NCPA - National Center for Policy Analysis


January 23, 2008

With world crude oil prices hovering near $100 per barrel and cost at the gas pump exceeding $3 per gallon, all the ingredients would seem to be in place for dramatic changes in our daily commuting patterns, with millions of Americans shifting from private cars to public transit.

That's the way markets are supposed to work: Higher prices encourage consumers to seek less-costly alternatives, says John Semmens, a research fellow at the Independent Institute.

  • Inflation-adjusted gasoline prices more than doubled during the 1995-2005 period; in theory, an increase of this magnitude should have driven many Americans to alternate modes of transportation.
  • Instead, auto travel increased 23 percent; this was twice as fast as the 11 percent population growth.
  • As for the notion that rising fuel costs would inspire people to use public transportation, the data do not support this theory, either; while gasoline prices were doubling, public transportation ridership increased by only 7 percent.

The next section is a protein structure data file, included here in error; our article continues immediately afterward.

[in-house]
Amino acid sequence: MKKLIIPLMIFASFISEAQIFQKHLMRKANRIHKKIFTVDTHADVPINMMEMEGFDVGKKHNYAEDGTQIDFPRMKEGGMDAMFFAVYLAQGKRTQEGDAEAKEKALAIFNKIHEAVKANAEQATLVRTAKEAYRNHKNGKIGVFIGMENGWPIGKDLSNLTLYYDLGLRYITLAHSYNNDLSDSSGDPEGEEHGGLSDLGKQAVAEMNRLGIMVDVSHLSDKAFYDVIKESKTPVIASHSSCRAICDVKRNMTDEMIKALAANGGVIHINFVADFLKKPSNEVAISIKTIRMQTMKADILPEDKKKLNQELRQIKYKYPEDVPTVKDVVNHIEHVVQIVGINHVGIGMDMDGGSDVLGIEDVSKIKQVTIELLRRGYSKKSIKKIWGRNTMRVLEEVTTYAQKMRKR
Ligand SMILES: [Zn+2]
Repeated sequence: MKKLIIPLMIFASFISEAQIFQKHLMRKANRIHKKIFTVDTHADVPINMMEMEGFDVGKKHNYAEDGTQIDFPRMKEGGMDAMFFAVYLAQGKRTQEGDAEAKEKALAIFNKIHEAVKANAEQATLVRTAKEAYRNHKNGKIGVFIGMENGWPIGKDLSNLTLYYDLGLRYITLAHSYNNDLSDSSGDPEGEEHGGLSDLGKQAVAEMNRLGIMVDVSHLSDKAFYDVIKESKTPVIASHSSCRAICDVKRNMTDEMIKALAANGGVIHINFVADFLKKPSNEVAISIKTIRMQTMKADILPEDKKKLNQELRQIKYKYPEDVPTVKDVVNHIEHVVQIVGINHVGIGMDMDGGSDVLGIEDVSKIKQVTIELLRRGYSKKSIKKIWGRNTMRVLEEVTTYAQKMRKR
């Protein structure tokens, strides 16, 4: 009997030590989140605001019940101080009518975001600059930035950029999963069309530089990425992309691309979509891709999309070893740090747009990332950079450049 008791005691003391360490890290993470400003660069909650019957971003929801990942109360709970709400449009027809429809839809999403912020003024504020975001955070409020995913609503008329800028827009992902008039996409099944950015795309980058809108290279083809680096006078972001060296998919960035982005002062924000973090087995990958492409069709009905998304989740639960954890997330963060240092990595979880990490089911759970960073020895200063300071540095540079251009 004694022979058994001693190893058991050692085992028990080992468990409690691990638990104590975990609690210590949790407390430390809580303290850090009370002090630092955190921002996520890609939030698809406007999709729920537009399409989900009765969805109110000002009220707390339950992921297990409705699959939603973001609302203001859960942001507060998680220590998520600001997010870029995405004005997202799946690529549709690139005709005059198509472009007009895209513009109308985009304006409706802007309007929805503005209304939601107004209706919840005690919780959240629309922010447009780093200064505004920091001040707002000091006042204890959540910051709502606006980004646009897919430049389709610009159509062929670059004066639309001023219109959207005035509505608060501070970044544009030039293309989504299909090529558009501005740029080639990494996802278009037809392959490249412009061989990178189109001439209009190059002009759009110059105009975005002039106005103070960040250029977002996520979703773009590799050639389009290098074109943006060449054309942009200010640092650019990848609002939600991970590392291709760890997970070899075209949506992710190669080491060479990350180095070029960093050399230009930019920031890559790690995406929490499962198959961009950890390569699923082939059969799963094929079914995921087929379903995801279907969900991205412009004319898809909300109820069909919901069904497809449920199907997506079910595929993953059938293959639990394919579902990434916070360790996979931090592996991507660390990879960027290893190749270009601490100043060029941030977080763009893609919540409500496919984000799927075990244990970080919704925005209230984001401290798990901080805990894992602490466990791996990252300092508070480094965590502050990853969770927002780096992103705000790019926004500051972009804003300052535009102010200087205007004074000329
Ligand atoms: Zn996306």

Why are Americans continuing to forgo public transportation?  There are several reasons, says Semmens:

  • Americans like the freedom to come and go as they please, on their own schedules.
  • Americans also value their time; public transportation is slow compared with auto travel; the typical trip takes twice as long as driving a car.
  • Many Americans -- even those with limited budgets -- are making a conscious choice: They're willing to pay extra for the convenience and time savings associated with autos because they can cut back elsewhere.

The hope that rising gasoline prices or increased gasoline taxes will substantially increase public transportation use is unrealistic, says Semmens.  Far from being disparaged as an "energy waster," the automobile should be hailed for its ability to save our most precious resource: time.

Source: John Semmens, "Fuel hikes won't spur public transit; People's time is too precious to give up cars," Dallas Morning News, January 22, 2008.


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